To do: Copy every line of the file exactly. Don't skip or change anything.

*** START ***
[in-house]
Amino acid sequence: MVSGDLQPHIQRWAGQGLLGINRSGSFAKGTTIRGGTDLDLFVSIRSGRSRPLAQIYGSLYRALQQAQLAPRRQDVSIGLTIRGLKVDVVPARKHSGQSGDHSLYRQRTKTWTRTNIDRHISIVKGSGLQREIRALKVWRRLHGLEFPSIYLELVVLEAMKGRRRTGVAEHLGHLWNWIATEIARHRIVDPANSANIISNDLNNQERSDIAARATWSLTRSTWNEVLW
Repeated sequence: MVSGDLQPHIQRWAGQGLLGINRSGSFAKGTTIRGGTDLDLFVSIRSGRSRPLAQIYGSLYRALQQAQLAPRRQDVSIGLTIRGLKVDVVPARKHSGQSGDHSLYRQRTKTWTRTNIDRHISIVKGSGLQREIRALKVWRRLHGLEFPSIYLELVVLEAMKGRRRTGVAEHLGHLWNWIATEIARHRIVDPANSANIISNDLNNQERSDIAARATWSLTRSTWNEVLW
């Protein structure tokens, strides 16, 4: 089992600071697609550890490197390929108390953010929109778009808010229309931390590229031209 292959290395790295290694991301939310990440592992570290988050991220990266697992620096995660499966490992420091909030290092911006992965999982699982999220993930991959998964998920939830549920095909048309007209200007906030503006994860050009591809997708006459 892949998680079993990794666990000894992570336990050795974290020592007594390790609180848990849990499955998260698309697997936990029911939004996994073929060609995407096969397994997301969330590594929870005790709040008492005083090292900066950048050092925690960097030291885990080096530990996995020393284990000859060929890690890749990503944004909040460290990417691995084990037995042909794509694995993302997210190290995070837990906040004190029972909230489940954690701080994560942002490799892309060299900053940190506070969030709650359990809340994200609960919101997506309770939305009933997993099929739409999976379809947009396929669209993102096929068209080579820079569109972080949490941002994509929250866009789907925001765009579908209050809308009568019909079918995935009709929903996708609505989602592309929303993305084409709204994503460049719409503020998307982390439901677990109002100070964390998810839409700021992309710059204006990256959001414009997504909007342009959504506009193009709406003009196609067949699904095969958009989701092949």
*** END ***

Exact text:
[in-house]
Amino acid sequence: MVSGDLQPHIQRWAGQGLLGINRSGSFAKGTTIRGGTDLDLFVSIRSGRSRPLAQIYGSLYRALQQAQLAPRRQDVSIGLTIRGLKVDVVPARKHSGQSGDHSLYRQRTKTWTRTNIDRHISIVKGSGLQREIRALKVWRRLHGLEFPSIYLELVVLEAMKGRRRTGVAEHLGHLWNWIATEIARHRIVDPANSANIISNDLNNQERSDIAARATWSLTRSTWNEVLW
Repeated sequence: MVSGDLQPHIQRWAGQGLLGINRSGSFAKGTTIRGGTDLDLFVSIRSGRSRPLAQIYGSLYRALQQAQLAPRRQDVSIGLTIRGLKVDVVPARKHSGQSGDHSLYRQRTKTWTRTNIDRHISIVKGSGLQREIRALKVWRRLHGLEFPSIYLELVVLEAMKGRRRTGVAEHLGHLWNWIATEIARHRIVDPANSANIISNDLNNQERSDIAARATWSLTRSTWNEVLW
């Protein structure tokens, strides 16, 4: 089992600071697609550890490197390929108390953010929109778009808010229309931390590229031209 292959290395790295290694991301939310990440592992570290988050991220990266697992620096995660499966490992420091909030290092911006992965999982699982999220993930991959998964998920939830549920095909048309007209200007906030503006994860050009591809997708006459 892949998680079993990794666990000894992570336990050795974290020592007594390790609180848990849990499955998260698309697997936990029911939004996994073929060609995407096969397994997301969330590594929870005790709040008492005083090292900066950048050092925690960097030291885990080096530990996995020393284990000859060929890690890749990503944004909040460290990417691995084990037995042909794509694995993302997210190290995070837990906040004190029972909230489940954690701080994560942002490799892309060299900053940190506070969030709650359990809340994200609960919101997506309770939305009933997993099929739409999976379809947009396929669209993102096929068209080579820079569109972080949490941002994509929250866009789907925001765009579908209050809308009568019909079918995935009709929903996708609505989602592309929303993305084409709204994503460049719409503020998307982390439901677990109002100070964390998810839409700021992309710059204006990256959001414009997504909007342009959504506009193009709406003009196609067949699904095969958009989701092949």